The newsroom at KHOU in Houston was having a hurricane meeting – something that happens from time to time at every media outlet along the Gulf Coast. Disaster plans were printed months ago and kept in binders. Logistics and assignments were discussed.
Sometime during the meeting, one of the station’s meteorologists said it looked like the impending weather system,Tropical Storm Harvey, would stall out over Texas and dump a mind-boggling amount of rain – up to 20 inches. That prediction turned out to an understatement. In less than two days, Harvey went from a tropical storm to a Category 4 hurricane, making landfall late on Friday night, Aug. 25. By Sunday morning, KHOU anchor Len Cannon was reporting live from their newsroom as water began creeping onto the set.
Up to 60 inches of rain came down over parts of Texas and Houston faced historic flooding. At KHOU, the disaster for their community became a test of their hurricane plans and their resilience as they scrambled to keep on the air.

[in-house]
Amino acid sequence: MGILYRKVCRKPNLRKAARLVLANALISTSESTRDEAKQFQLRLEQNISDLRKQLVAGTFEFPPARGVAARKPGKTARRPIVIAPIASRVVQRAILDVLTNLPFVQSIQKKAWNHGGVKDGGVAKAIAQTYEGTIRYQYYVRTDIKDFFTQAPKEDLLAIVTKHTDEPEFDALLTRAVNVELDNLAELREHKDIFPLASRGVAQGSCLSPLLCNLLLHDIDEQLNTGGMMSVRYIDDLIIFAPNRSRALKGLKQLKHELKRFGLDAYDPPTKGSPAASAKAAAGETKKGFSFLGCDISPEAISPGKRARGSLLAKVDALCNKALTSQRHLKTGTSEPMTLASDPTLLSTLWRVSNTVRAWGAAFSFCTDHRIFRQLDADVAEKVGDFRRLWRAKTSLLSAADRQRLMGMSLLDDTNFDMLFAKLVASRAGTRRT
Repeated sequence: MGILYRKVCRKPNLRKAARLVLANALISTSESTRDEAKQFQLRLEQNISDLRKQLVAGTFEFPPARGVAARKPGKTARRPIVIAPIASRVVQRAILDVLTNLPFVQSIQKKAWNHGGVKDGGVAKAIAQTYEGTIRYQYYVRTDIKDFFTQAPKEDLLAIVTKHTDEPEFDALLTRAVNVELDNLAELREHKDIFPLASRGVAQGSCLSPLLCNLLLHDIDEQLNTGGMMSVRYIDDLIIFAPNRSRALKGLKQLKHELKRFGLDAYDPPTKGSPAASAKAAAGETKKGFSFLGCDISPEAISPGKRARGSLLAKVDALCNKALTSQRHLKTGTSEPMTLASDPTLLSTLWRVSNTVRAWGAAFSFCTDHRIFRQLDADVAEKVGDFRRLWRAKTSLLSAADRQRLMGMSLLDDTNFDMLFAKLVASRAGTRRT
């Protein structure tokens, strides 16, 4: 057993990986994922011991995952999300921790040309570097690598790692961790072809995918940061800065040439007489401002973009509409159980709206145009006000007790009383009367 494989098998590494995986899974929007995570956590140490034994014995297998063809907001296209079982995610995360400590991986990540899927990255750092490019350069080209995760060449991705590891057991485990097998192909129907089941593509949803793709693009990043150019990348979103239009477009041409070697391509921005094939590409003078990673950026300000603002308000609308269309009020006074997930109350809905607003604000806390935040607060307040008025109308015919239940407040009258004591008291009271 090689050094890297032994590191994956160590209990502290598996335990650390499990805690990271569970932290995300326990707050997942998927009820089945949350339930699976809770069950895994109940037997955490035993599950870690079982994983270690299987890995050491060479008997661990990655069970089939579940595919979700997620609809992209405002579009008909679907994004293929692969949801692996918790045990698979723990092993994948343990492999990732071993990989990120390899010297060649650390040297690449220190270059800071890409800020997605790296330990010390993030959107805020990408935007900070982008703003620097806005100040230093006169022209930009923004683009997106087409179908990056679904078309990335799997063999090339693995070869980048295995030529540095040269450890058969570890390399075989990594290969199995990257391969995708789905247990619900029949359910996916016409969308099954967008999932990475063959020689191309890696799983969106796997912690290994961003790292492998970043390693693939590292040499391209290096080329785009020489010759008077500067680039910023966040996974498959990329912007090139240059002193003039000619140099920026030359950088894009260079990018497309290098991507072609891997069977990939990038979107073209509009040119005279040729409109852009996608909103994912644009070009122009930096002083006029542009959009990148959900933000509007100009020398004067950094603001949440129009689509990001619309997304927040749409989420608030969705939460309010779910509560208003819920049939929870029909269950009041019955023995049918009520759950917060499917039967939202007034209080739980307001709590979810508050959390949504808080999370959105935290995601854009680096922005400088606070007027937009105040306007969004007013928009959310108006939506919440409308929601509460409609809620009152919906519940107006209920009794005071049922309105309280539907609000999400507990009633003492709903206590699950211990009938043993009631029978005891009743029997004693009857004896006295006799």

News Director Sally Ramirez is relatively new to Houston, and this was her first hurricane, though she’d covered natural disasters throughout her career. The station is across the street from Buffalo Bayou, a river that runs through downtown Houston. The ground floor of KHOU where the newsroom is flooded in 2001 during Tropical Storm Allison, another rain event. For Harvey, floodgates were in place well before the storm.
The station’s hurricane plan included all of their field reporting teams equipped with TVU live video mobile uplink backpacks. This allowed them to transmit to KHOU but as importantly, to connect with other stations in the TEGNA chain. There were also teams from other TEGNA stations already in place in Houston to help with coverage. Everyone was assigned 12-hours-on-12-hours-off shifts.
When the water began to seep into the building, they moved cameras and crew to a second-floor conference room to continue coverage. This lasted about an hour until the water, now gushing into the ground floor, set off fire alarms in the building. Ramirez and General Manager Susan McEldoon called for an evacuation.
The back door of the second floor was at ground level because of the incline of being near the river. Almost 50 people were evacuated to the Federal Reserve bank two blocks away and on higher ground. Engineers stayed to keep the station on the air but left when the power finally went out, and the KHOU went dark.